TAMPA — The cold snap that settled over West Central Florida on Monday offered a chilling glimpse of what the northern half of the country is going through, though it’s nothing like Chicago, where it was 15 below zero in the middle of the afternoon.
There, winter lasts for months. Here, it’s measured in hours – or at least it is this week, when this morning’s near-freezing temperatures will climb to the 80s by the end of the week.
Still, the danger of having temps drop to the mid- to low 30s — even if just a couple of hours — is sending shivers through farmers, travelers and the homeless.
The lows Tuesday morning will be the coldest this winter, which has been relatively mild so far. The wind chill this morning will be in the mid-20s or lower.
The National Weather Service in Ruskin on Monday issued a wide variety of harsh weather advisories and warnings.
There was a freeze warning and wind chill advisory for counties east of the coast, including Hillsborough, Polk, and parts of Pasco and Manatee counties. A hard freeze warning was issued for Hernando, Citrus and Sumter counties. Winds will come from the north at a steady 10 to 15 mph, with gusts of up to 30 mph, making wind chill a factor.
Farther inland, plump and red strawberries adorn plants all over Dover and Plant City, clinging to fragile stems that are particularly susceptible to the cold.
Actually, said Ted Campbell, executive director of the Florida Strawberry Grower’s Association, it’s the bloom that is most intolerant of the cold and there are as many blooms as strawberries on the plants right now. The blooms turn into strawberries that are ready for picking in about three weeks.
“The blooms are the tenderest point,” he said, “and they’re all exposed, right on top of the plant, facing up. The bloom is the piece of the equation that we have to make sure is taken care of.”
He said growers likely won’t get much sleep early this week. For the most part, growers are ready, but are not particularly concerned about this cold snap as long as the temperatures don’t dip below 28 degrees.
“This is not unusual for January,” Campbell said. “I don’t expect any large losses. We just have to make sure the blooms are protected.”
Carl Grooms, owner of Fancy Farms, said he might get a couple hours sleep Monday night, but probably not.
“If it gets down below 30 degrees and the wind is blowing, that’s a serious situation,” said Grooms. Temperatures in the low 30s makes it difficult to decide whether to pump warm groundwater onto the crops to protect them from the freeze, he said. Lower than that, the pumps come on for sure. Temperatures in the low 30s don’t always require such precautions, he said.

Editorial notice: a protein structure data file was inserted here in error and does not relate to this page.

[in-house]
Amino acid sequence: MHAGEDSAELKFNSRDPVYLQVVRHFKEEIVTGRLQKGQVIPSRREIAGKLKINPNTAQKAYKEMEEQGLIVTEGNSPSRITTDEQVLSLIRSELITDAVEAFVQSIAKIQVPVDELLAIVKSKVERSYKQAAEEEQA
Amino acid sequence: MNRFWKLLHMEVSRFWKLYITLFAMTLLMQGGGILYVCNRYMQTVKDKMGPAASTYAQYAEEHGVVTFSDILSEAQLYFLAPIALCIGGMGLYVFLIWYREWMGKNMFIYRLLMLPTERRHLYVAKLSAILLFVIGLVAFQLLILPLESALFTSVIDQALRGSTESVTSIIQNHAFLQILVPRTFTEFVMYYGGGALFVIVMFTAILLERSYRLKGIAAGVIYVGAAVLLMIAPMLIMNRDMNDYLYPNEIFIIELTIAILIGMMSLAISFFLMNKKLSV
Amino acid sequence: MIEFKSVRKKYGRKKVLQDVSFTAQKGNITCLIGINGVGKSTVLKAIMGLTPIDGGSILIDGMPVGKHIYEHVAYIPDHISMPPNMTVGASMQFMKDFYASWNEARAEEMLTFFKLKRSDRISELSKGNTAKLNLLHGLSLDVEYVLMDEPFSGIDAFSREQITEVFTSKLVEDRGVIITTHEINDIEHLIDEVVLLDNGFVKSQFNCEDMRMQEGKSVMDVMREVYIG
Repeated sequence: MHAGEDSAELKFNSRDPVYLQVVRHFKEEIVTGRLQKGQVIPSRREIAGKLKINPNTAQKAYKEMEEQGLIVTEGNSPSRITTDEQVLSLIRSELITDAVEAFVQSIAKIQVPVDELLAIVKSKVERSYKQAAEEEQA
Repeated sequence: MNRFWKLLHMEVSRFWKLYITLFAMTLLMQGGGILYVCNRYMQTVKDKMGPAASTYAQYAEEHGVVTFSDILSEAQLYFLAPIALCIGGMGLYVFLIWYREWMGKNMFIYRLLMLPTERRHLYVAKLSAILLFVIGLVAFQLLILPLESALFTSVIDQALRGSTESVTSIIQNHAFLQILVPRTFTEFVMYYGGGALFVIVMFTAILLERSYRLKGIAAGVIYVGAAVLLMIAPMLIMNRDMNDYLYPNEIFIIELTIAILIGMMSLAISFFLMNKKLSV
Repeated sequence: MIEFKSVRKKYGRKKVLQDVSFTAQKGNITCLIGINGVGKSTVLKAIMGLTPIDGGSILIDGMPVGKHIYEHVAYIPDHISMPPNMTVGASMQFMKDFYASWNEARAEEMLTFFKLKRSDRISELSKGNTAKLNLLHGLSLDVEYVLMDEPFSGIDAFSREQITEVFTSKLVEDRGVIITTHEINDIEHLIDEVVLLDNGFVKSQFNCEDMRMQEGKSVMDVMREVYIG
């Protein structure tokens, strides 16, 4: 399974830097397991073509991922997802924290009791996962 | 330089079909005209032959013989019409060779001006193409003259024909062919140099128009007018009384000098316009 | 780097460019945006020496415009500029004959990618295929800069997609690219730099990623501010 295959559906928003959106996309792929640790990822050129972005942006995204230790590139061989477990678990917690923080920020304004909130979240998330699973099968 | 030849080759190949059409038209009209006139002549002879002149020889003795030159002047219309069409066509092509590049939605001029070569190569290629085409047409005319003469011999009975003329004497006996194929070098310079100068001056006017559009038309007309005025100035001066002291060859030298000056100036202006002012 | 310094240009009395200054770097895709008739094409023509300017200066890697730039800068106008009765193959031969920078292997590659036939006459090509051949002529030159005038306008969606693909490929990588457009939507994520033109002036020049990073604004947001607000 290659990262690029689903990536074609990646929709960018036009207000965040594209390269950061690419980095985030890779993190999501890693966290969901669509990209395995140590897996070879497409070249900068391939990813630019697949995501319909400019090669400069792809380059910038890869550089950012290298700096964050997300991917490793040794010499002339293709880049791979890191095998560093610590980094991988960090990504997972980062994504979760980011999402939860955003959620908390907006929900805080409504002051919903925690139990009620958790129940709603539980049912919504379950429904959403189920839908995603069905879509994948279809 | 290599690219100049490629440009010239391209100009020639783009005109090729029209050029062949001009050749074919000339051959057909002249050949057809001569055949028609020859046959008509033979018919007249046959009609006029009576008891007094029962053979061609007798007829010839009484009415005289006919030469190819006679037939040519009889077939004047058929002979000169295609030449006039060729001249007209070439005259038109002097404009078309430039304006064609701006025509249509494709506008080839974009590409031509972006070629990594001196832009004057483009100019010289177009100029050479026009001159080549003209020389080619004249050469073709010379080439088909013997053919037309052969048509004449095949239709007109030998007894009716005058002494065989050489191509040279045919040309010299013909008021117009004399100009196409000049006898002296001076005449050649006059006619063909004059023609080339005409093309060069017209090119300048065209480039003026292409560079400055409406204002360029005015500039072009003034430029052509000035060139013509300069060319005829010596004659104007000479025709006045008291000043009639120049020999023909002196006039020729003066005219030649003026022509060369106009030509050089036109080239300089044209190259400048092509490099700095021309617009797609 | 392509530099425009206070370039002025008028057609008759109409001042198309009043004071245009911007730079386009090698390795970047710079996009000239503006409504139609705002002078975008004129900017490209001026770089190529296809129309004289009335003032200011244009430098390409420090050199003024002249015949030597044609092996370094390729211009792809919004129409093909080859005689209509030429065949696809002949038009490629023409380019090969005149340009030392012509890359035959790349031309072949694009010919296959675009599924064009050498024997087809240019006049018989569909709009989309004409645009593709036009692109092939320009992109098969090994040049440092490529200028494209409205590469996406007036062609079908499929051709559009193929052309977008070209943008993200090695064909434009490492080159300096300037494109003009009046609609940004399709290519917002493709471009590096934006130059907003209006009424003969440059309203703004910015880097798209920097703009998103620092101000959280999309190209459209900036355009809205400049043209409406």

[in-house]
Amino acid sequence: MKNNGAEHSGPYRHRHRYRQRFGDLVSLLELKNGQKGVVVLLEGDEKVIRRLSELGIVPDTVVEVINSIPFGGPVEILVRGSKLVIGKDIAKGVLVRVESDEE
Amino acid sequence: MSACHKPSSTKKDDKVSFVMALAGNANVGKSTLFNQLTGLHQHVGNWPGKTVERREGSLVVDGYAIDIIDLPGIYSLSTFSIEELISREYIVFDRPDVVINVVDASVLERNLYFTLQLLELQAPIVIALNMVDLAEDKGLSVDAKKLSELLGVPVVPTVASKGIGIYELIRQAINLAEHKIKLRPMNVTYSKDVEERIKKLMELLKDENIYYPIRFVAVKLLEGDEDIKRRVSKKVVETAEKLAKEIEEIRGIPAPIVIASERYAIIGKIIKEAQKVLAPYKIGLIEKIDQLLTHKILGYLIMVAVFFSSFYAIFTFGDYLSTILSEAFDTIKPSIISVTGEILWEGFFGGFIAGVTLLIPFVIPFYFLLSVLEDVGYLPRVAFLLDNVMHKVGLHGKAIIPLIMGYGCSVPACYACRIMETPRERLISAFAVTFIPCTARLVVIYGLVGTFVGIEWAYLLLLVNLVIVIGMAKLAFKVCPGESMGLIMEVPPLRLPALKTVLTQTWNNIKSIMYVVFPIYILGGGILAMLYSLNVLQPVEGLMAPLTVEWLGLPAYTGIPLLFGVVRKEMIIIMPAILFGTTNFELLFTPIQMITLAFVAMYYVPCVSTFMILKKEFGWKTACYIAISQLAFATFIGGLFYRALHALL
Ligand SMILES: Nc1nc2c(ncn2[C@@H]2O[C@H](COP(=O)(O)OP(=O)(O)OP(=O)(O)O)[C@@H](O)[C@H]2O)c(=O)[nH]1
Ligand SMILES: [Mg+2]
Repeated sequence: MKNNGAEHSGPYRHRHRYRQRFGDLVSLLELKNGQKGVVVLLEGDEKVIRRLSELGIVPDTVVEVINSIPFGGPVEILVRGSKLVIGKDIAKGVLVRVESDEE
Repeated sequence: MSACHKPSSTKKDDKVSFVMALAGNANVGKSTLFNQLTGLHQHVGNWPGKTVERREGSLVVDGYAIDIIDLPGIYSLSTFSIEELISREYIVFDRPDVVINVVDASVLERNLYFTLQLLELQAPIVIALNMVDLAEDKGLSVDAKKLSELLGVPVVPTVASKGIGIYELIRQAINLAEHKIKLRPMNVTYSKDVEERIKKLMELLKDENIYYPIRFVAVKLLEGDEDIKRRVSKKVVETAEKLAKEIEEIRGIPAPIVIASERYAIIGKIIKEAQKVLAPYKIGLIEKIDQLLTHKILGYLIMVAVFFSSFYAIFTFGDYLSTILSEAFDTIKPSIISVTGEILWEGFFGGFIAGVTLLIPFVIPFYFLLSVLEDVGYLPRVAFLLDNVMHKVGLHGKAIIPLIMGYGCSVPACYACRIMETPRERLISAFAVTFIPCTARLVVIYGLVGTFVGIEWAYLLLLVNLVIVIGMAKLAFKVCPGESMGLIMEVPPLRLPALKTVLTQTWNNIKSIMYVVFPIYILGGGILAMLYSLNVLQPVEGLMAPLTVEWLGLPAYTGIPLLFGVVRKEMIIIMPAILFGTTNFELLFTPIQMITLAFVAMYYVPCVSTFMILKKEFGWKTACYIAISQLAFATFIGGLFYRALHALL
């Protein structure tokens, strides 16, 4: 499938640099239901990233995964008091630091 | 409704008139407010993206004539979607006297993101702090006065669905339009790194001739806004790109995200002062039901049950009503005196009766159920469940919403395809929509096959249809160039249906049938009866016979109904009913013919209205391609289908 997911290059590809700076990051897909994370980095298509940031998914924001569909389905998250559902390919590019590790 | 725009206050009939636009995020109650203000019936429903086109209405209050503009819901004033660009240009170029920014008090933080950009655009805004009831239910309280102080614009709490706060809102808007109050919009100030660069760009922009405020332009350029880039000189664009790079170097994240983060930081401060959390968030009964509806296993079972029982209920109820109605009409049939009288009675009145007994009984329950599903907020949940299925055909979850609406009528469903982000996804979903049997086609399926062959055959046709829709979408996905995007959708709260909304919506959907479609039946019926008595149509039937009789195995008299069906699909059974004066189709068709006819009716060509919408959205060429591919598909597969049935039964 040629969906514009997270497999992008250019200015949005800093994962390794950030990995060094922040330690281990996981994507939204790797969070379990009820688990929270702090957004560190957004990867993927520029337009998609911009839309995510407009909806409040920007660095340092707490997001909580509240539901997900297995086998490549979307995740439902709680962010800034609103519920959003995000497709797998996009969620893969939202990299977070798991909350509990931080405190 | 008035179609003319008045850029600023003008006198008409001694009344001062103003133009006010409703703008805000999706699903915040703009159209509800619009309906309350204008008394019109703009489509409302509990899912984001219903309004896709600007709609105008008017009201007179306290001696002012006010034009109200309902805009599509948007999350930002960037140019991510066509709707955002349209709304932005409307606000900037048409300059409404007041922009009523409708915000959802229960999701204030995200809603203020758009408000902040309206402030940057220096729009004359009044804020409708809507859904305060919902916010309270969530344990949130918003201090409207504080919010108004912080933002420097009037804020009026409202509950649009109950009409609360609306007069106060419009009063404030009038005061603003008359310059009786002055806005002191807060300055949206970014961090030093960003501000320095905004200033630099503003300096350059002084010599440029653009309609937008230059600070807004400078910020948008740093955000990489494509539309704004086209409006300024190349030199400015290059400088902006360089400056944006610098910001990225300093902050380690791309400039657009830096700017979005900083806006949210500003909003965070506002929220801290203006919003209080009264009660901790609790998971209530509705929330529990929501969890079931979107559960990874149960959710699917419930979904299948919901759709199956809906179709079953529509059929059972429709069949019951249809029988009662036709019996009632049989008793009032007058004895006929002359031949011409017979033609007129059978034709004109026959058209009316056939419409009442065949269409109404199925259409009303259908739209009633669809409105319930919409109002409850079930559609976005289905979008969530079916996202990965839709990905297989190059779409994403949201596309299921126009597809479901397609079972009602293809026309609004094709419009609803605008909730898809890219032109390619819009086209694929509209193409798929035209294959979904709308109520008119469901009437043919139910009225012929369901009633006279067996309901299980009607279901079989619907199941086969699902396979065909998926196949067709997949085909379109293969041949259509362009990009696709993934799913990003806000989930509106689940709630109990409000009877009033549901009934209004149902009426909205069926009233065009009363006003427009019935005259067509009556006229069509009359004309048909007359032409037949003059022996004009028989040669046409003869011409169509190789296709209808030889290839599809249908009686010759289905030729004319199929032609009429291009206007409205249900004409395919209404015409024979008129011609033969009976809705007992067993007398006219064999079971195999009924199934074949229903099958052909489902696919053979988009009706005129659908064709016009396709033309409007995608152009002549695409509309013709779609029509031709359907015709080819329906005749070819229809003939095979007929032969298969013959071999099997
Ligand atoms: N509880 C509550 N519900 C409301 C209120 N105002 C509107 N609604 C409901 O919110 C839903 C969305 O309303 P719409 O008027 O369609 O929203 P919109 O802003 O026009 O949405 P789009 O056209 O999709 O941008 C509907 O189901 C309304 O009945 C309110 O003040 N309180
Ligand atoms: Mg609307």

“We’ll look at it at sundown, and maybe lay down until midnight,” he said, before getting up and standing watch by the thermometer the rest of the night.
He said pickers were busy Monday gathering berries to get as many off the plants as possible before the temperature drops.
How cold it gets depends on where you are, he said, and a few degrees can mean the difference between great crops and a bust.
“I’ve seen it where a mile down the road there’s a 3-degree difference,” he said.
Bad weather elsewhere still is causing problems at Tampa International Airport, where 155 arriving and departing flights were delayed Monday and nearly 50 flights had been cancelled.
Emergency operations centers across the region Monday announced the opening of emergency shelters, including ones in Hillsborough, Pasco and Pinellas counties, for homeless families and individuals. Those shelters likely will be open Tuesday night as well, as lows on Wednesday morning should be in the mid-30s.
Forecasters say the chilly temperatures will give way to some warmth, though not right away. After Wednesday, the mercury will rise steadily through the rest of the week. By the weekend, highs in the Tampa area are expected to reach the low 80s.
But early this week, it will be very cold. The wind-chill factor this morning and tomorrow morning will make it feel like the upper teens to the mid-20s, said weather service meteorologist Robert Garcia.
The cold is part of a front that is sweeping over Florida and carrying a “good blast of arctic air” behind it, he said.
“A high pressure system over Texas and Oklahoma is serving as a great way to bring more air down tonight,” he said Monday afternoon. “It’s a direct highway down Interstate 75 from Canada to Florida.”
Usually, such temperature drops come a little later in the month or in February, he said, “but any time in January or February is fair game for freezes.”